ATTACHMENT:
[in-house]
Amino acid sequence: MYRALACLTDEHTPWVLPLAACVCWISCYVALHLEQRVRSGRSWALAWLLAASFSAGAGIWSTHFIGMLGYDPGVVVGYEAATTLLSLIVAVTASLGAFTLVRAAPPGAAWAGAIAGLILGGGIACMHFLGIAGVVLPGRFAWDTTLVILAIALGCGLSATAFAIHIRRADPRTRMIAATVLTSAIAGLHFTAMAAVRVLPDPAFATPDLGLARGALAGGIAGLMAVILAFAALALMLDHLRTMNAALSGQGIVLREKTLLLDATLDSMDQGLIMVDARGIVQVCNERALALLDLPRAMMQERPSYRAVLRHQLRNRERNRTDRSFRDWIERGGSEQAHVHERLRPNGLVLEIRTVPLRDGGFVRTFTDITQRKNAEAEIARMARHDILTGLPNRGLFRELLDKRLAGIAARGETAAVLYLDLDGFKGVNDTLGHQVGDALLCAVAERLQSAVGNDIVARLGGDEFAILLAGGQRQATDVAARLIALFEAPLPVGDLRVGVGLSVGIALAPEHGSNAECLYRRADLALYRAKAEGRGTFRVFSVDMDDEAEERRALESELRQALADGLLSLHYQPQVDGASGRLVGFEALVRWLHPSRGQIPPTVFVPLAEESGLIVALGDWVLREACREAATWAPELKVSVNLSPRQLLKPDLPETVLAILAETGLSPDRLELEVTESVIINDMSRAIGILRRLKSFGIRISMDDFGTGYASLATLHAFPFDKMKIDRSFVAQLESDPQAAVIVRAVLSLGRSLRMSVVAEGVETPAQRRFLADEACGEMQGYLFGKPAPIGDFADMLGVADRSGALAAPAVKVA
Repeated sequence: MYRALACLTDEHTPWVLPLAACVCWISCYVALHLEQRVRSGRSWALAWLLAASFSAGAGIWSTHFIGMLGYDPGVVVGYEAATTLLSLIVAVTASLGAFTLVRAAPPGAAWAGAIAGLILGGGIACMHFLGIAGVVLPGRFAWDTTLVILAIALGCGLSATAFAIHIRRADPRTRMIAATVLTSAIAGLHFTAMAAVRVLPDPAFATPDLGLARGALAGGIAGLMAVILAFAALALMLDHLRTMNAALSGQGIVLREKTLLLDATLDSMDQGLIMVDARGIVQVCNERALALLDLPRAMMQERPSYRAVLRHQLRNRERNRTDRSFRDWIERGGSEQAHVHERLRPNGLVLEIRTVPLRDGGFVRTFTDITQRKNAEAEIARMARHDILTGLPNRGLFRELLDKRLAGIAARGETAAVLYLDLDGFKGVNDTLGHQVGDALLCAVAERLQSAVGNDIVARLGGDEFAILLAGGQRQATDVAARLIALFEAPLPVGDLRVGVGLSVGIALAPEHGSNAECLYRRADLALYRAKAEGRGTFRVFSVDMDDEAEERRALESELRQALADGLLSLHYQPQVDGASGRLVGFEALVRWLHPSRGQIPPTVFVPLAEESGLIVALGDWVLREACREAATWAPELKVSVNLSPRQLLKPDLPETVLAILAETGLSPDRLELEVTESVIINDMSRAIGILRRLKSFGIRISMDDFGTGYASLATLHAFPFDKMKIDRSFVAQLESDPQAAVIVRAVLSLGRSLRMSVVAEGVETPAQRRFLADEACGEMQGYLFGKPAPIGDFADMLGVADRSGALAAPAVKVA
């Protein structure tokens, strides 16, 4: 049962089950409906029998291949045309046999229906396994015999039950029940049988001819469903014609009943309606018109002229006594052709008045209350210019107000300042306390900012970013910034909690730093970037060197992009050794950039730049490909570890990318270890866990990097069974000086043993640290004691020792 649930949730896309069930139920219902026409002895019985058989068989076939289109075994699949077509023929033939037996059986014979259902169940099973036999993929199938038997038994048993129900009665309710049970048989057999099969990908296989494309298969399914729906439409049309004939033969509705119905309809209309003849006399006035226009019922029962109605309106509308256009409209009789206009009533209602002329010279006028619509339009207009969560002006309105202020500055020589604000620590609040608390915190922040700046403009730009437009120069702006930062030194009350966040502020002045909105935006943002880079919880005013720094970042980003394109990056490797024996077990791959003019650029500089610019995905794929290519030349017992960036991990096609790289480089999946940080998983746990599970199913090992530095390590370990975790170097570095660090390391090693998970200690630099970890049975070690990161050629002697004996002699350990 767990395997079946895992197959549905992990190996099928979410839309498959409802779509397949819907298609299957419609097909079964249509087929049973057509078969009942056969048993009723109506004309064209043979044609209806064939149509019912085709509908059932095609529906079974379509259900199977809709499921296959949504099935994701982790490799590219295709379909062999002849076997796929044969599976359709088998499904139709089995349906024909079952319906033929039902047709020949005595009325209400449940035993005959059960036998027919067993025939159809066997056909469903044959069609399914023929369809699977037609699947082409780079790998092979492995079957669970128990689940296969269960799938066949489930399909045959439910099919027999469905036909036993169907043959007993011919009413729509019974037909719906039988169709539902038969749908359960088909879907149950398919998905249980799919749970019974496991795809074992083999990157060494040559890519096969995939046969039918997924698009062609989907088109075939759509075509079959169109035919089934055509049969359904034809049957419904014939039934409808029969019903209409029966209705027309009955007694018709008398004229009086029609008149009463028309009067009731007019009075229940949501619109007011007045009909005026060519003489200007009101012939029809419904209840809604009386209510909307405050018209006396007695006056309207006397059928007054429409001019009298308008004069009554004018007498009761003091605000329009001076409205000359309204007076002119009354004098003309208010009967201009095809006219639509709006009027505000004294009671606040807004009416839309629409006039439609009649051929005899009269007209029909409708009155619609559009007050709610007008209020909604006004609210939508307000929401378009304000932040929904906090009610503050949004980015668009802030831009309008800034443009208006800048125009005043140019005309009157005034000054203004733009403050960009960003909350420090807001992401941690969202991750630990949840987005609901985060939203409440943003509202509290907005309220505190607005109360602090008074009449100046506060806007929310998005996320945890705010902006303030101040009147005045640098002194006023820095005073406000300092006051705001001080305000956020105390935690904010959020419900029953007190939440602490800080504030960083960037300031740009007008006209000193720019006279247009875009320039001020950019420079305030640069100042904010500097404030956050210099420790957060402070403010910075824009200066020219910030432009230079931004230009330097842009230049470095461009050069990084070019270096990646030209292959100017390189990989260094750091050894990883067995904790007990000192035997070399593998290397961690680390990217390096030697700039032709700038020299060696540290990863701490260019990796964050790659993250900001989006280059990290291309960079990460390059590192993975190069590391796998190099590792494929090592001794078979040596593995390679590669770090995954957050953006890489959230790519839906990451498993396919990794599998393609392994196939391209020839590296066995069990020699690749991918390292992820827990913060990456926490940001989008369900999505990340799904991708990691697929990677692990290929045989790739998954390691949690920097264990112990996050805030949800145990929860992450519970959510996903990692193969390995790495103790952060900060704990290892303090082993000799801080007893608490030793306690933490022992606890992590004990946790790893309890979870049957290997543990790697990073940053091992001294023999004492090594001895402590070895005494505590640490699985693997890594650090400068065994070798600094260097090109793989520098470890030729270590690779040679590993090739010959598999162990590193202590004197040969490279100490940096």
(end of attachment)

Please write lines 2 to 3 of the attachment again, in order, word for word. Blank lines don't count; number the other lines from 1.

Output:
Amino acid sequence: MYRALACLTDEHTPWVLPLAACVCWISCYVALHLEQRVRSGRSWALAWLLAASFSAGAGIWSTHFIGMLGYDPGVVVGYEAATTLLSLIVAVTASLGAFTLVRAAPPGAAWAGAIAGLILGGGIACMHFLGIAGVVLPGRFAWDTTLVILAIALGCGLSATAFAIHIRRADPRTRMIAATVLTSAIAGLHFTAMAAVRVLPDPAFATPDLGLARGALAGGIAGLMAVILAFAALALMLDHLRTMNAALSGQGIVLREKTLLLDATLDSMDQGLIMVDARGIVQVCNERALALLDLPRAMMQERPSYRAVLRHQLRNRERNRTDRSFRDWIERGGSEQAHVHERLRPNGLVLEIRTVPLRDGGFVRTFTDITQRKNAEAEIARMARHDILTGLPNRGLFRELLDKRLAGIAARGETAAVLYLDLDGFKGVNDTLGHQVGDALLCAVAERLQSAVGNDIVARLGGDEFAILLAGGQRQATDVAARLIALFEAPLPVGDLRVGVGLSVGIALAPEHGSNAECLYRRADLALYRAKAEGRGTFRVFSVDMDDEAEERRALESELRQALADGLLSLHYQPQVDGASGRLVGFEALVRWLHPSRGQIPPTVFVPLAEESGLIVALGDWVLREACREAATWAPELKVSVNLSPRQLLKPDLPETVLAILAETGLSPDRLELEVTESVIINDMSRAIGILRRLKSFGIRISMDDFGTGYASLATLHAFPFDKMKIDRSFVAQLESDPQAAVIVRAVLSLGRSLRMSVVAEGVETPAQRRFLADEACGEMQGYLFGKPAPIGDFADMLGVADRSGALAAPAVKVA
Repeated sequence: MYRALACLTDEHTPWVLPLAACVCWISCYVALHLEQRVRSGRSWALAWLLAASFSAGAGIWSTHFIGMLGYDPGVVVGYEAATTLLSLIVAVTASLGAFTLVRAAPPGAAWAGAIAGLILGGGIACMHFLGIAGVVLPGRFAWDTTLVILAIALGCGLSATAFAIHIRRADPRTRMIAATVLTSAIAGLHFTAMAAVRVLPDPAFATPDLGLARGALAGGIAGLMAVILAFAALALMLDHLRTMNAALSGQGIVLREKTLLLDATLDSMDQGLIMVDARGIVQVCNERALALLDLPRAMMQERPSYRAVLRHQLRNRERNRTDRSFRDWIERGGSEQAHVHERLRPNGLVLEIRTVPLRDGGFVRTFTDITQRKNAEAEIARMARHDILTGLPNRGLFRELLDKRLAGIAARGETAAVLYLDLDGFKGVNDTLGHQVGDALLCAVAERLQSAVGNDIVARLGGDEFAILLAGGQRQATDVAARLIALFEAPLPVGDLRVGVGLSVGIALAPEHGSNAECLYRRADLALYRAKAEGRGTFRVFSVDMDDEAEERRALESELRQALADGLLSLHYQPQVDGASGRLVGFEALVRWLHPSRGQIPPTVFVPLAEESGLIVALGDWVLREACREAATWAPELKVSVNLSPRQLLKPDLPETVLAILAETGLSPDRLELEVTESVIINDMSRAIGILRRLKSFGIRISMDDFGTGYASLATLHAFPFDKMKIDRSFVAQLESDPQAAVIVRAVLSLGRSLRMSVVAEGVETPAQRRFLADEACGEMQGYLFGKPAPIGDFADMLGVADRSGALAAPAVKVA